Geoterma: exploring new uses for geothermal water
Joint Stock Company Geoterma is a Lithuanian state-owned company set up for the purpose of investigating geothermal energy resources, improving its extraction technology and its utilisation for economic activity. JSC Geoterma has built a geothermal heat demonstration plant in Klaipeda on the Lithuanian Baltic Sea coast. This plant supplies heat to the city of Klaipeda’s district heating network from December to April each year. The geothermal water, which has a very high mineral content, is drawn from wells more than 1100m deep. The temperature ranges from +38C to +80C. In practical terms, the geothermal heat supplied by this deep geothermal water is used for heating buildings and in the preparation of hot water.
So far, the geothermal water supply in Klaipeda has been operational only during the cold months of the year (December to April). To make the operation of the geothermal water facility more sustainable and profitable, Geoterma is exploring potential new activities and uses for the summer and autumn/spring months, when no heating services are needed in Klaipeda. Ideas to valorise the geothermal water and energy range from aquaculture – fish or shrimp cultivation – to health applications such as a thermic spa resort. For these purposes, the geothermal water has been thoroughly analysed. In 2015 it was certified by the National Institute of Public Health-National Institute of Hygiene in Poland to be suitable for use as therapeutic water and as water for swimming pools. Several other institutes have also carried out further testing which has e.g. excluded the presence of harmful microorganisms and determined the level of radiation to be normal.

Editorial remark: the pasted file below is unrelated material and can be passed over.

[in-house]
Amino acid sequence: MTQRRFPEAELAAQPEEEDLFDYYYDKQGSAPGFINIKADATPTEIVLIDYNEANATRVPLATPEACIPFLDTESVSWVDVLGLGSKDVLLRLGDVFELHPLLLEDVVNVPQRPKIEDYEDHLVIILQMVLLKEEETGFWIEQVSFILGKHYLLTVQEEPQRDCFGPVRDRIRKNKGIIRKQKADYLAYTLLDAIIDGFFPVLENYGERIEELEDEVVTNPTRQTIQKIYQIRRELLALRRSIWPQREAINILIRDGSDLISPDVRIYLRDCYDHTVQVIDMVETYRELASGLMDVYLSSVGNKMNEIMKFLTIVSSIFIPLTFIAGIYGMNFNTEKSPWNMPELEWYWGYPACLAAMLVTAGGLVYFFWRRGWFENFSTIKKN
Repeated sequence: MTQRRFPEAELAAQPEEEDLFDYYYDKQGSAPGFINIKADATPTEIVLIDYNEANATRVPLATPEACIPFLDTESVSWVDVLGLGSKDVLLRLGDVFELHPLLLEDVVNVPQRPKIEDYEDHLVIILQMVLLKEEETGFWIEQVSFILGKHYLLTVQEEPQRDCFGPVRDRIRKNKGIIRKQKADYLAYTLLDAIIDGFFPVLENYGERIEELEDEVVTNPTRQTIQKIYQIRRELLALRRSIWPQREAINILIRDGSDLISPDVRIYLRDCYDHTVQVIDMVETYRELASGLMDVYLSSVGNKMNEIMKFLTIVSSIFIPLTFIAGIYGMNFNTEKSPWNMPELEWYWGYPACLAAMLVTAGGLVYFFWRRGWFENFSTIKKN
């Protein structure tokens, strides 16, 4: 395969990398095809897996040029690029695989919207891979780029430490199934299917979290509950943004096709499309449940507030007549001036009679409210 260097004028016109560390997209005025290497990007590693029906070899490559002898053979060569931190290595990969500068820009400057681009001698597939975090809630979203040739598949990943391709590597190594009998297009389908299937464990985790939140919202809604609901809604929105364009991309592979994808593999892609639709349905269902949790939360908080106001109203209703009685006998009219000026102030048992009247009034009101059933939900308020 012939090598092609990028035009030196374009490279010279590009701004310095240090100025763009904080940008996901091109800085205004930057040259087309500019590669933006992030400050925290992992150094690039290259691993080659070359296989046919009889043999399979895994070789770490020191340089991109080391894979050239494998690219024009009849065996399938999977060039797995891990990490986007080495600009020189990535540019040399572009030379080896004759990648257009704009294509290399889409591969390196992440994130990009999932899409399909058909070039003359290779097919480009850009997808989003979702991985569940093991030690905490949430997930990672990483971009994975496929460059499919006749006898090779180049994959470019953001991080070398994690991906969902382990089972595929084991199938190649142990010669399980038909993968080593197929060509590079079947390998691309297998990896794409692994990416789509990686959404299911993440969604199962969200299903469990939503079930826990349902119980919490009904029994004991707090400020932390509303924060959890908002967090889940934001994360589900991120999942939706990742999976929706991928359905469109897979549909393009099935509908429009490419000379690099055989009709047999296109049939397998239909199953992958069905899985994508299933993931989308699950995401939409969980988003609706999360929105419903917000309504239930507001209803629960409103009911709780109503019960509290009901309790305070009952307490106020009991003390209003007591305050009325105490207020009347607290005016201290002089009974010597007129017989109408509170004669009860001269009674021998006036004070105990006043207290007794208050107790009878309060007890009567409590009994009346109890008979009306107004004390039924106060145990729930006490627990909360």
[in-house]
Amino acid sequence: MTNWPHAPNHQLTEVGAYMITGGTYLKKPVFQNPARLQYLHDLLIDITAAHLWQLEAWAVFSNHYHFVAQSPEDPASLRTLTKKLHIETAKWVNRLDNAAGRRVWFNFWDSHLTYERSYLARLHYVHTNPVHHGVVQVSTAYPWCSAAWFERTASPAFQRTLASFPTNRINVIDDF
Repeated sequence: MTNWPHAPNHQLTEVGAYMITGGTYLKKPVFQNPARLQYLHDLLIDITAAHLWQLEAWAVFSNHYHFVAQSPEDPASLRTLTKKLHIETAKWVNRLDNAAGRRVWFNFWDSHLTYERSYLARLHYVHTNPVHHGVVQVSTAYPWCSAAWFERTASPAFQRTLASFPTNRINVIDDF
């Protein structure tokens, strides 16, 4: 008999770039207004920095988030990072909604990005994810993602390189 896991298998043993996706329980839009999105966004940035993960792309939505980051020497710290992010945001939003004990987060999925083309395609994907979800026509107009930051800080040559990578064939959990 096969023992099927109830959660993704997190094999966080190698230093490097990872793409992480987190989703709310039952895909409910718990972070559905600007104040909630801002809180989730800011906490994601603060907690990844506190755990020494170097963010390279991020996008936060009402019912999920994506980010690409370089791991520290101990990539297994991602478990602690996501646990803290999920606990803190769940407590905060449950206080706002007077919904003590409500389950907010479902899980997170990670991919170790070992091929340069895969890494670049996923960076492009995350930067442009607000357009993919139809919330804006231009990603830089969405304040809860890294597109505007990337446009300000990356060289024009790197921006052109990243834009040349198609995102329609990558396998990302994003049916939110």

Becoming part of the ALLIANCE has given us a chance to discover more creative ideas and scientific analysis of our potential.
JSC Geoterma is collaborating with scientific ALLIANCE partners such as Klaipeda Science and Technology Park (KSTP), the Finnish Environment Institute (SYKE) and the ALLIANCE lead partner GEOMAR Helmholtz Centre for Ocean Research Kiel to develop a biological model for potential uses of the geothermal water. Based on the results of these surveys, Geoterma and the business-experts within the ALLIANCE will develop a business model to transform it into a facility operating all year round. Besides looking at the uses for the geothermal water itself, Geoterma has also taken samples from the water at more than one kilometre depth, from which scientists are attempting to isolate possibly new microorganisms.